With so many brands still taking baby steps toward participation on the existing social networks, it’s probably a safe guess not many are contemplating an even bigger move…staring their own social network.
Ricki Lake is coming back to television after an 8-year absence. I hope I’ve made your day with that news. But while that’s interesting, what’s even more interesting is that the show is going to launch its own companion social network simultaneously with the show’s debut September 10.
Now why would they want to do that? First of all, they realize participation on social is critical, especially for a topic-driven daytime TV talk show. People have 23 hours apart and away from the 1 hour that the show is on the air, so they need to kept connected to the show during those off-air times if possible.
Second is a realization many media brands are having, which is that they don’t own or control Facebook or Twitter. And because they don’t own them, they can’t sell ads on them and establish them as additional revenue streams. Many have questioned the wisdom of driving viewers and listeners to social networks media brands can’t monetize. For those whose product is content, there’s something that just doesn’t sit well with “giving” that content to a non-owned site.
Does this mean media brands will dump Facebook and Twitter? Not at all. That’s where the people are, 900 million of them in Facebook’s case. But what you will likely see is a shift to utilize the big, established social networks principally to drive users to the owned digital properties of channels and shows so ad dollars can be made off of those eyeballs.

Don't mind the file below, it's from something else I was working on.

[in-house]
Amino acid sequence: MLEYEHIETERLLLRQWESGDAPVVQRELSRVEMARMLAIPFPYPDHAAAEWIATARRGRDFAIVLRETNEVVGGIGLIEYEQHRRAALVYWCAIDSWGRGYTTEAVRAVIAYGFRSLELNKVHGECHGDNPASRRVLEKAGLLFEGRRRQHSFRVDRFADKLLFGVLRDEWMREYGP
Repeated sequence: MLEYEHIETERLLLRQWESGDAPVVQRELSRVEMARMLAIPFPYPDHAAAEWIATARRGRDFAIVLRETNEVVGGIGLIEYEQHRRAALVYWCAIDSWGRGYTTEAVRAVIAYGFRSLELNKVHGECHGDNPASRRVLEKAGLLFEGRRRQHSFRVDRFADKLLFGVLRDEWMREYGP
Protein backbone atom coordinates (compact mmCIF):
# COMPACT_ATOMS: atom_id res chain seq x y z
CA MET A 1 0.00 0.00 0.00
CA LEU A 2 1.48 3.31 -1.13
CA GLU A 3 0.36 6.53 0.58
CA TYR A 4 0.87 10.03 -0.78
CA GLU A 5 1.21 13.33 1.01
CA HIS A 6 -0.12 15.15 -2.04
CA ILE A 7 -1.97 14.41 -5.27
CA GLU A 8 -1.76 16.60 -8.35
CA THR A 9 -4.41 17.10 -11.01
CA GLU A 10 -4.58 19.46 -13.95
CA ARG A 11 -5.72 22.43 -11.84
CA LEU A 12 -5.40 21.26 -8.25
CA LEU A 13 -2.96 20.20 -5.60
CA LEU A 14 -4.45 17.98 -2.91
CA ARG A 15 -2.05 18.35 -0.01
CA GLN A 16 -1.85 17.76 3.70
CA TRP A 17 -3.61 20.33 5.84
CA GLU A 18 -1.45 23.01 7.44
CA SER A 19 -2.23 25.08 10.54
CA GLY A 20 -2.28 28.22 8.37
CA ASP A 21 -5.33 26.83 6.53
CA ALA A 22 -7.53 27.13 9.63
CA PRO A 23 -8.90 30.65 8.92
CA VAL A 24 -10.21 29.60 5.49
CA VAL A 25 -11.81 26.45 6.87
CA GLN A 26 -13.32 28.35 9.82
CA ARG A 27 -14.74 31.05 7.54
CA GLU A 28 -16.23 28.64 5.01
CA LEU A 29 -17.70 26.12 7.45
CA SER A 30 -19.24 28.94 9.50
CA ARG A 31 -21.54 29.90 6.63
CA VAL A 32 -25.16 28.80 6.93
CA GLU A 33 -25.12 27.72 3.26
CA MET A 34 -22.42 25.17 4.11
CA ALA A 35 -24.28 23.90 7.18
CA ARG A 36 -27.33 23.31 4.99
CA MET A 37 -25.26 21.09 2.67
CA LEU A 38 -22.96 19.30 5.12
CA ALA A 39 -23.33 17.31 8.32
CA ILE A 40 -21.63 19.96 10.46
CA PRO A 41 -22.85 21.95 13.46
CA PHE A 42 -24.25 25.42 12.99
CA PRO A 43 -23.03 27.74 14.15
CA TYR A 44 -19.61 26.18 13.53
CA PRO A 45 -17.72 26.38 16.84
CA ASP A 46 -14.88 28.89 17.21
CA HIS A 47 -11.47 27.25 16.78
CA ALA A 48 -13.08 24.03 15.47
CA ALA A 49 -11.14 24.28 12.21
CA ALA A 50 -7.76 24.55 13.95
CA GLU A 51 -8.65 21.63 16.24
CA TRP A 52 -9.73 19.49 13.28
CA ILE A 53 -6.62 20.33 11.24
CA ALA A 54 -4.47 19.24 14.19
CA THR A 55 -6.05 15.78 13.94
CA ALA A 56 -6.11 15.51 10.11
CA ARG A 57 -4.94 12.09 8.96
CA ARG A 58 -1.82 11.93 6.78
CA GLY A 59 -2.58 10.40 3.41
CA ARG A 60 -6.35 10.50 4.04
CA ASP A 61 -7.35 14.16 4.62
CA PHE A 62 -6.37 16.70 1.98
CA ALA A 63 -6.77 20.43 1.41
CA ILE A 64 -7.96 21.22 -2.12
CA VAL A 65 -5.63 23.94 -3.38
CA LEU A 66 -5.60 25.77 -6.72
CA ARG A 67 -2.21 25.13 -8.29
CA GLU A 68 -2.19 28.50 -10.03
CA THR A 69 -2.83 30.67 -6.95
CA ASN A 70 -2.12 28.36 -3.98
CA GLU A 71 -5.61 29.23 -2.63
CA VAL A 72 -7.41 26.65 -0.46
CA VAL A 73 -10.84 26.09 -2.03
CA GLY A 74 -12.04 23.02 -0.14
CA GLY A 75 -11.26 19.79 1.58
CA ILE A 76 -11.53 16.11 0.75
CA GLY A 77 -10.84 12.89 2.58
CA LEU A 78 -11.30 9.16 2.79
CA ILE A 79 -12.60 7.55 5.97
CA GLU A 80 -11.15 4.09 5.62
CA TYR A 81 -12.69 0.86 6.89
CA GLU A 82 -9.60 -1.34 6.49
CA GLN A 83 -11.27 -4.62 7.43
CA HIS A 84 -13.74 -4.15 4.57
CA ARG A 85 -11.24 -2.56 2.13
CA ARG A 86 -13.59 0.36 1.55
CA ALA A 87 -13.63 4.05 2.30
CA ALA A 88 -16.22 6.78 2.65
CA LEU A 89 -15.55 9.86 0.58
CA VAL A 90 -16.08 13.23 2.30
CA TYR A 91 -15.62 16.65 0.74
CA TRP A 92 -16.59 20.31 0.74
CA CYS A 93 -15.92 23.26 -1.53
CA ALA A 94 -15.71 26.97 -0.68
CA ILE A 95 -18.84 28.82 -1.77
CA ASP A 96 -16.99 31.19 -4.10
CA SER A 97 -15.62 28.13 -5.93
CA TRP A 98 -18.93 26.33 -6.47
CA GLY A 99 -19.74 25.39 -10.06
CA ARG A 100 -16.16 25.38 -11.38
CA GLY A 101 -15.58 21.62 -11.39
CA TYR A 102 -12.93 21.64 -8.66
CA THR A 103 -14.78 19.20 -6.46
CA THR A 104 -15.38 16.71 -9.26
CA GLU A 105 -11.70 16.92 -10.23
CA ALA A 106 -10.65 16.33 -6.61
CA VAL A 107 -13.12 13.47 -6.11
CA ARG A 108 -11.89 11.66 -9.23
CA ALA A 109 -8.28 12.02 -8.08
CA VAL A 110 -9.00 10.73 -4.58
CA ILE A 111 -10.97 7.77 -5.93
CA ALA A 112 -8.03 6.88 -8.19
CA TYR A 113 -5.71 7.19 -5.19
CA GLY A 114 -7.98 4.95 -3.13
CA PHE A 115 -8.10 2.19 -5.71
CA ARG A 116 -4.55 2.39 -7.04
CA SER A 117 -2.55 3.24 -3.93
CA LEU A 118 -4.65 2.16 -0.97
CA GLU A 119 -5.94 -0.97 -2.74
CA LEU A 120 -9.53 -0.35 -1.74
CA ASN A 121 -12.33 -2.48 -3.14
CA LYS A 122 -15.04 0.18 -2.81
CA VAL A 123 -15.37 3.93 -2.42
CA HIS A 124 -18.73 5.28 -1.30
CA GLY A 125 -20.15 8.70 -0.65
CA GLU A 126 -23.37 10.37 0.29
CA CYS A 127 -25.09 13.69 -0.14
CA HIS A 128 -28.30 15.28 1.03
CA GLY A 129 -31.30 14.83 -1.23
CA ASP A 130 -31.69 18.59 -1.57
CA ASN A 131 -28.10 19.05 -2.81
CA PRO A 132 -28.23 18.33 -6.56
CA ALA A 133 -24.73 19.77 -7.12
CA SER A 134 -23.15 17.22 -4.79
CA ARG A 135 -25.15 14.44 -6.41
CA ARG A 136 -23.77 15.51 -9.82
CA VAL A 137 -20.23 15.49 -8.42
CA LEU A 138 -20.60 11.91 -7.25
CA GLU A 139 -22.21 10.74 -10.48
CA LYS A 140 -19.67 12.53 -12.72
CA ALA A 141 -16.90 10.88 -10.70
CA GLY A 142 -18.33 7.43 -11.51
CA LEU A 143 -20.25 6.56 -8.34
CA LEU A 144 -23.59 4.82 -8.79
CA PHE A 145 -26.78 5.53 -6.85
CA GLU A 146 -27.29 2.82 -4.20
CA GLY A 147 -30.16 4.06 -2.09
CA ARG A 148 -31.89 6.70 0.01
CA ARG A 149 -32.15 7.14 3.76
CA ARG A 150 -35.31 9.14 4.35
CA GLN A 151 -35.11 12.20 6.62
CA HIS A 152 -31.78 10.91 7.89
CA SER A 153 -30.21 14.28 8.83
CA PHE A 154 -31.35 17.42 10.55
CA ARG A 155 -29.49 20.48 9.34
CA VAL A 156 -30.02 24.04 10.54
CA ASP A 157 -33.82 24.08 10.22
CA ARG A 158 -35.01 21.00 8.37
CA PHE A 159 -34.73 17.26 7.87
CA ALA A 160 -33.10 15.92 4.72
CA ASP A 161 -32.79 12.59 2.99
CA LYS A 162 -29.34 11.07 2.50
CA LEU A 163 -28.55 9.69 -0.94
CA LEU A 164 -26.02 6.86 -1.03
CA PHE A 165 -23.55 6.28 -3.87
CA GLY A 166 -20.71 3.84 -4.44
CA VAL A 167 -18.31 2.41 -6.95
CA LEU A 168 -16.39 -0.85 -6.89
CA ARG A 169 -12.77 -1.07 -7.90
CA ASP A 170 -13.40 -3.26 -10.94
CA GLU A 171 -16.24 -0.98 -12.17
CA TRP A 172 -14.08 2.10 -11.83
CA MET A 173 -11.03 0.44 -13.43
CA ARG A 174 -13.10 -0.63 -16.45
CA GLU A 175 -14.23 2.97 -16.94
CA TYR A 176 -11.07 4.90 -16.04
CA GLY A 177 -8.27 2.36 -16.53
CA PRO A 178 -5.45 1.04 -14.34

Can Ricki Lake’s show make enough ad dollars to justify the creation and maintenance of their own 24/7 social network? The show’s producers are banking on the fact that it can. Much of that will depend on package deals that combine on-air and digital ads, and how many people will be so into Ricki Lake’s new show they’ll want to sign onto and regularly, actively participate on her social network. Other media stars appear to be in a far better position to start their own social networks. Take Eminem for example, who just became the first person in the world to get over 60 million Facebook Likes. Rhianna’s right behind him, racking up 26,000 new Likes daily.
As for non-media brands, few are selling real estate or advertising on their owned digital properties to outside parties. Those owned sites exist to drive traffic, move product and conduct customer service. For them, Facebook and Twitter can also effectively be used to drive traffic, move product and conduct customer service…and to an existing, active global audience within the Facebook environment. Any attempt to fire up the level of passion needed to motivate a meaningful chunk of Facebook’s 900 million users to sign onto an individual brand’s social network, while noble, may not make much sense.
Let’s see how Ricki does first.